Choosing the right mortgage is just as important as choosing the right home. That being said, if you don’t know the different kinds of mortgages available, how will you know if you’re choosing the right one? Here are the 8 different types of mortgage loans available, so you’ll know all the right lingo and questions to ask during the home-buying process.
1. Conventional Fixed Mortgage
A fixed rate mortgage is the most conventional mortgage. It has a fixed interest rate over the term of the loan, which is typically 30 years, but can be 10, 15, 20, or 40 years. Typically, a 20 percent down payment is required, but not always. A fixed rate loan commonly has a lower interest rate than other mortgage options.
2. Adjustable Rate Mortgage (ARM)
If you get an adjustable rate mortgage, the interest rate can change over the course of the loan. Oftentimes, the interest rate remains the same for the first five years of the loan and then fluctuates with the market for the next 25 years. This is called a 5/1 ARM.
3. Interest-Only Mortgage
An interest-only mortgage allows you to exclusively pay your mortgage’s interest for an established amount of time while delaying payment toward the principal amount. After the period of time is up, your balance will be calculated with interest for the remaining term and paid like a conventional loan.
4. Federal Housing Administration (FHA) Mortgage
FHA loans are backed by the Federal Housing Administration and are typically reserved for first-time homebuyers; however, they are not restricted to this type of borrower. These loans require smaller down payments. In fact, the down payment can be as little as two percent, but five percent is more common.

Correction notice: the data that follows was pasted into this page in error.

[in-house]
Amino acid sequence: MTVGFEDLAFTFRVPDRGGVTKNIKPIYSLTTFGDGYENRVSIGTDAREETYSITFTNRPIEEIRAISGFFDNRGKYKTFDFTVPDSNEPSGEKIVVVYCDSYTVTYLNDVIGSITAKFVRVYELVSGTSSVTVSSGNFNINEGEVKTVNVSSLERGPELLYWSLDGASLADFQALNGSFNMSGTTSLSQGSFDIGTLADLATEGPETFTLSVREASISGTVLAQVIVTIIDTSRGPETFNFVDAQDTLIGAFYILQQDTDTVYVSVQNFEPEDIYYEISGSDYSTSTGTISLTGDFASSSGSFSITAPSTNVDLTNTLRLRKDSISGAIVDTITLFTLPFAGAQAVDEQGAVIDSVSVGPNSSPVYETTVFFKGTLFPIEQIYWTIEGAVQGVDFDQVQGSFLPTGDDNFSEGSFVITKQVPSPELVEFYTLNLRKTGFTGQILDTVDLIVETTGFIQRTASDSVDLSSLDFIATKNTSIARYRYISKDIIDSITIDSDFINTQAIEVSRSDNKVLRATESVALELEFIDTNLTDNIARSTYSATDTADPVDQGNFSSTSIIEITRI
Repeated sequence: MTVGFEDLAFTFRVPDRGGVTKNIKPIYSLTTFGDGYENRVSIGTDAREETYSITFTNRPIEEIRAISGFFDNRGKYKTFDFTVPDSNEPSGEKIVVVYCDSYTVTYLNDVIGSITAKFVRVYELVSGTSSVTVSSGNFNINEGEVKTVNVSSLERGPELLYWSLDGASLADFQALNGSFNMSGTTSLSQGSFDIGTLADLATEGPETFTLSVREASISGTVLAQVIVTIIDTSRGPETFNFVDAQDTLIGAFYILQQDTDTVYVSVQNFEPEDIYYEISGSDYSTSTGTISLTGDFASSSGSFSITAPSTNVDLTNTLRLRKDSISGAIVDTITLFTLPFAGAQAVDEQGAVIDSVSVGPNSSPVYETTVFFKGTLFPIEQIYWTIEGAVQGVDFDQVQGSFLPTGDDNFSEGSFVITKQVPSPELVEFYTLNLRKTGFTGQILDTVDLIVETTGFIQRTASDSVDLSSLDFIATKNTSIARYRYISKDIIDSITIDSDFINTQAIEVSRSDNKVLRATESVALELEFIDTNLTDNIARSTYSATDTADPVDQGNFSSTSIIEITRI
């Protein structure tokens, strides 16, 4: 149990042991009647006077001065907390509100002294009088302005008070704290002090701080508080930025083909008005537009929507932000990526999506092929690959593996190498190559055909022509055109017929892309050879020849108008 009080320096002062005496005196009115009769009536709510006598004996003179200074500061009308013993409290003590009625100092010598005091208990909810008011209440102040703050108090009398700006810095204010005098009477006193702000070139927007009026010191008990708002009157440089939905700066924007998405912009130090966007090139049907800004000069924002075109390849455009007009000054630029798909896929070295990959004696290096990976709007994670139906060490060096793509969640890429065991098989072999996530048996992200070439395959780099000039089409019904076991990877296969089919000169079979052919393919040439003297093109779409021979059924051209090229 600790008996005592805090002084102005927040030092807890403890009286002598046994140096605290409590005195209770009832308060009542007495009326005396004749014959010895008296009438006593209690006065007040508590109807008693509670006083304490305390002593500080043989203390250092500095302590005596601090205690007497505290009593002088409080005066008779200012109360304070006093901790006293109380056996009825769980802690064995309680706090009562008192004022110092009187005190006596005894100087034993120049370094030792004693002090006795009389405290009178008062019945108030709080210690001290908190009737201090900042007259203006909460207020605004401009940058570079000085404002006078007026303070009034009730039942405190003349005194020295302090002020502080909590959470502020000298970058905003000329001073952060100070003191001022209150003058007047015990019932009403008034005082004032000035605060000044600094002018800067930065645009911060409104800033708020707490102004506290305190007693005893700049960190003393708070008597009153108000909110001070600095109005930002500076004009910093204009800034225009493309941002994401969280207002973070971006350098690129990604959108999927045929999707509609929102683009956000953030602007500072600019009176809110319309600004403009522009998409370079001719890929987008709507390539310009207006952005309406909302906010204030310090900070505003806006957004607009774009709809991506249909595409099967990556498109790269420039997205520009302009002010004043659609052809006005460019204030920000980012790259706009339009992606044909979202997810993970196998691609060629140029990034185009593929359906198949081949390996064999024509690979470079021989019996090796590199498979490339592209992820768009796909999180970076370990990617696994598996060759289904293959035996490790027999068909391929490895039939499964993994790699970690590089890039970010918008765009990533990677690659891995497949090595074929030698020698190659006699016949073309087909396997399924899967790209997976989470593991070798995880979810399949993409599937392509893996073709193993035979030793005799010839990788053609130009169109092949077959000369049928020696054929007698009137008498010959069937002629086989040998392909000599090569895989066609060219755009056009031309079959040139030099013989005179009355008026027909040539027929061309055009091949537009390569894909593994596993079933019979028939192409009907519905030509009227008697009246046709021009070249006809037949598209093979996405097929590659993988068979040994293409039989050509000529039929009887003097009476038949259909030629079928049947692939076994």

5. VA Mortgage
VA mortgages are backed by the Department of Veteran Affairs and are designed for U.S. Armed Forces veterans and families. These loans do not require a down payment and, in some cases, they are transferable.
6. Balloon Mortgage
Although a balloon mortgage sounds like fun, it has the potential to be a very unpleasant experience. A balloon has a strict schedule of interest-only payments, followed by the entire principal amount being due at once. Buyers that are expecting to come into a lot of money (like an inheritance) sometimes take out this type of loan. It probably goes without saying, but balloon mortgages are riskier than conventional mortgage loans. If you are unable to pay the balance when it is due and you cannot get additional financing for the remainder, the lender could potentially foreclose on your home.
7. Jumbo Mortgage
A jumbo mortgage is a loan that is too high for the Federal Government to purchase or guarantee. Usually, a jumbo loan is required for homes over $700,000. Jumbo mortgages typically require larger down payments and are subject to higher interest rates.
8. Combo/Piggyback Mortgage
While rather uncommon, a combo/ piggyback mortgage is additional debt (that could be in the form of a second mortgage loan) that the borrower secures using the same collateral to avoid private mortgage insurance (PMI). Common combo mortgages are home equity loans.
Choosing a mortgage and going through the application process can be lengthy, but the good news is there are plenty of options. To ensure you get the best rate possible, be mindful of your credit score and do your research. Happy house hunting!